Plaintiffs argue that the conflict between an absolute duty to defend suits brought and a limited duty to defend claims made creates an ambiguity. As discussed above, we do not find an independent duty to defend against all suits brought, and so find that there is no ambiguity on this point.
Plaintiffs argue further that the policy states that in the event a policy holder becomes aware that a party intends to hold the holder responsible for an injury, or if the holder becomes aware of an incident that could subsequently give rise to a claim, the holder must notify the Company. However, the policy does not define the terms "claim" or "notice" and therefore, Plaintiffs argue, the parties' rights and responsibilities are in conflict and ambiguous. Although the terms "claim" and "notice" are not defined in the policy, we do not find that that fact creates inherent ambiguity in their meaning or makes the policy ambiguous. Courts give undefined contract terms their common meaning. 692 F.2d at 291. The terms "claim" and "notice" are standard terms, and Plaintiffs have not demonstrated any confusion concerning their meaning. Accordingly, the contract is not ambiguous.
Plaintiffs' third major argument is that their failure to timely notify the Company of the claim made is excusable. They argue that they had no knowledge of the claim by the end of the policy, and therefore, could not possibly have timely notified the Company of the claim.
We find that even if we excused Bala from the notification requirements, it is still not covered by the policy. The policy expressly is limited to claims "first made during the policy period" or within the sixty-day extension period. Policy at § 1 & § 8, P 13. Accordingly, because Thornton's claim was not made within the life of the policy, her claim is not covered by it.
Plaintiffs' last argument is that in Pennsylvania, a court must find that an insurance company has been prejudiced before it can deny coverage based on failure to notify. This doctrine stems from Brakeman v. Potomac Ins. Co., 472 Pa. 66, 371 A.2d 193 (1977). That case held that with an automobile liability occurrence policy, failure to timely notify the insurance company of the occurrence giving rise to coverage was not fatal if the insurance company was not prejudiced by the delayed notification. Id. at 76-77, 371 A.2d at 198.
To date, no Pennsylvania appellate court has addressed the issue of whether Brakeman applies to a claims-made policy.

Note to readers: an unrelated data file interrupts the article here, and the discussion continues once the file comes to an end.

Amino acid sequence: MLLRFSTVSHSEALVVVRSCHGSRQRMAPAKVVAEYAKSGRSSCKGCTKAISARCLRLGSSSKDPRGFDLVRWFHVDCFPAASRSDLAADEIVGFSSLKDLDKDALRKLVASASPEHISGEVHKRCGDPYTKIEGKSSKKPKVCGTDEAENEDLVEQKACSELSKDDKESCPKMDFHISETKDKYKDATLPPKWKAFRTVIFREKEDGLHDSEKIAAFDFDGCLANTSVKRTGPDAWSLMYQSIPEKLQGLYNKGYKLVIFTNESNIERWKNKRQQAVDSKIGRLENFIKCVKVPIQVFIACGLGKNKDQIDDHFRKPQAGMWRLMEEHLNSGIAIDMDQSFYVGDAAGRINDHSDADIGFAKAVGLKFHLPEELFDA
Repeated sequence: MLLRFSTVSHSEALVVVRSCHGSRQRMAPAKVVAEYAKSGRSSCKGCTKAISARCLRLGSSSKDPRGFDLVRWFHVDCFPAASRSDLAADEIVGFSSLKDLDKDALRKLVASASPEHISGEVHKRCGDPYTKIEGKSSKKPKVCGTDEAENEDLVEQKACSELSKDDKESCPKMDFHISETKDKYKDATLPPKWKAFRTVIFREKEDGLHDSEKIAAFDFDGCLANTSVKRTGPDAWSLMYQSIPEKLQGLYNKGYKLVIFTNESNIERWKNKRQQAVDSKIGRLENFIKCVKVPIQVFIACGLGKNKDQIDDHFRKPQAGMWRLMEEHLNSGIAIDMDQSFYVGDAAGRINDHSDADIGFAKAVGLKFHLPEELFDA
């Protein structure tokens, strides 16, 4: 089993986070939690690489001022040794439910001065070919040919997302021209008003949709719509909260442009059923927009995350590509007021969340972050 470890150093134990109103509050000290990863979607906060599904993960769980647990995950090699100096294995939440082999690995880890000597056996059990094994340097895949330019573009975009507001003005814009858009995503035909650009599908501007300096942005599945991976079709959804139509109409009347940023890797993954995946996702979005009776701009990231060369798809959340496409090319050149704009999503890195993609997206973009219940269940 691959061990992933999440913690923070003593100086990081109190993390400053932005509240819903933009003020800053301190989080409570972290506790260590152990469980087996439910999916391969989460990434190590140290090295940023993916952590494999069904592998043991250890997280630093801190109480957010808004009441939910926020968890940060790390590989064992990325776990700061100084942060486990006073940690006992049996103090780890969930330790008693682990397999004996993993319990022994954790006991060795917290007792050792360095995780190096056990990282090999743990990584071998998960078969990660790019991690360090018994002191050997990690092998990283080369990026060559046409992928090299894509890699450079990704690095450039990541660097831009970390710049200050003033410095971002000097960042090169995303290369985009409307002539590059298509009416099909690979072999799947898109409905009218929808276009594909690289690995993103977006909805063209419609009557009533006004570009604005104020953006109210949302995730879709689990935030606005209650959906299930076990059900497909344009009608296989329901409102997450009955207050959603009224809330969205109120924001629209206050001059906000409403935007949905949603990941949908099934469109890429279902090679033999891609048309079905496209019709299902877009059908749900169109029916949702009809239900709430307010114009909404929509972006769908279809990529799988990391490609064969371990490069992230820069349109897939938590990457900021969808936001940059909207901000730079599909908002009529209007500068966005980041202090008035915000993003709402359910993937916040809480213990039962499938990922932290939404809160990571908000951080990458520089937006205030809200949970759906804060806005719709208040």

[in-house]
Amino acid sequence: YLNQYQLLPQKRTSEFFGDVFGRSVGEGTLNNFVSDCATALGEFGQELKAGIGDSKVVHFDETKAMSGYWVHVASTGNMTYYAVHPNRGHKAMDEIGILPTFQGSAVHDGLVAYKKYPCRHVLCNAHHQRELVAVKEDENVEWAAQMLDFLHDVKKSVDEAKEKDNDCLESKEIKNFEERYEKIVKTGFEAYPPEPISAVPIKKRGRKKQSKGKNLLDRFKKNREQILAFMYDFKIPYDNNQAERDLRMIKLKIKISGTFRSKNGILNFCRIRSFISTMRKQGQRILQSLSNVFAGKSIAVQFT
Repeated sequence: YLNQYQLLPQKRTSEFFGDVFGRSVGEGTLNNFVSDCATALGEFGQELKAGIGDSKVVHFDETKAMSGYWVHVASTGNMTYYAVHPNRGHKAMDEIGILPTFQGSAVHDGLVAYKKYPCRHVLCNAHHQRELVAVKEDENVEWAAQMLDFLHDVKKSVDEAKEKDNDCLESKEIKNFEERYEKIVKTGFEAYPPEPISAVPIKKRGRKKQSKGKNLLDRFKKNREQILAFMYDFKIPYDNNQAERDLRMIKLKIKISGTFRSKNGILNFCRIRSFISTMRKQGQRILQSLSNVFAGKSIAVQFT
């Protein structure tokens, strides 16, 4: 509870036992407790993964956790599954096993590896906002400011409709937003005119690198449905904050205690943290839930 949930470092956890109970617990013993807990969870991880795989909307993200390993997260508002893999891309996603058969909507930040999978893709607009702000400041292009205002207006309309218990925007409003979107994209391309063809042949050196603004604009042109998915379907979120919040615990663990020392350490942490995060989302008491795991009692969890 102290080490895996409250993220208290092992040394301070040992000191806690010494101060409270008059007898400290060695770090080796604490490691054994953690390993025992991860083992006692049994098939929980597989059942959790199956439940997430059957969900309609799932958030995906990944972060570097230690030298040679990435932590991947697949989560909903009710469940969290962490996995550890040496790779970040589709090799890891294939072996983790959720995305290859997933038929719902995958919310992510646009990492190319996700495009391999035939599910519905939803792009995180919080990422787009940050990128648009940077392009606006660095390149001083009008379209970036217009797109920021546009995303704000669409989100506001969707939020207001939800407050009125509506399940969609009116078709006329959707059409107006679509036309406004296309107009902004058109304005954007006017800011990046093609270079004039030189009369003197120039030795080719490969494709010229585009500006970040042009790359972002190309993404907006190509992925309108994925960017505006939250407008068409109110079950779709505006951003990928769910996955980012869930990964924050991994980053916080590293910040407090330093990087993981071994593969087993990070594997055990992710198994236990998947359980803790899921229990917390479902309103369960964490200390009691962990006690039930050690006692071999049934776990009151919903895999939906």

The federal courts have, however. In 1984, the Middle District of Pennsylvania held that an occurrence policy and a claims-made policy were materially different,
and held that the considerations that influenced the Pennsylvania Supreme Court in Brakeman did not exist in a claims-made policy. City of Harrisburg v. International Surplus Lines Ins. Co., 596 F. Supp. 954 (M.D. Pa. 1984), aff'd 770 F.2d 1067 (3d Cir. 1985). Accordingly, it held that an insurance company need not show prejudice when there has been a failure to comply with notice provisions in a claims-made policy. Id. at 962. Since then, that reasoning has been adopted in this District. Clemente v. Home Ins. Co., 791 F. Supp. 118, 120 (E.D. Pa. 1992); Employers Reins. Corp. v. Sarris, 746 F. Supp. 560, 564 (E.D. Pa. 1990), aff'd, 981 F.2d 1246 (3d Cir. 1992).
Plaintiff argues that because a Pennsylvania appellate court has not ruled on this question, that we should extend Brakeman to apply to claims-made policies. Plaintiff also attempts to distinguish the federal cases from this case on the ground that in those cases the policy holders all knew of the claims during the policy period, but did not timely report them. This factual distinction does not persuade this Court to depart from the reasoning of its brethren. Whether the policy holders in the other federal cases had notice of a claim does not lessen the fact that claims-made policies are very different from occurrence policies, which warrants different treatment by the courts. City of Harrisburg, 596 F. Supp. at 961. Accordingly, we do not apply Brakeman to this claims-made policy.
In conclusion, we find that Thornton's claim was not brought during the life of the policy, nor was the Company timely notified of her claim. Accordingly, we hold that the claims-made policy here does not cover the claims asserted by Thornton against Bala. An appropriate Order follows.
AND NOW, this 18th day of November, 1994, upon consideration of Defendant's Motion to Dismiss Plaintiffs' Complaint and responses thereto, the Motion is hereby GRANTED.
BY THE COURT:
J. CURTIS JOYNER, J.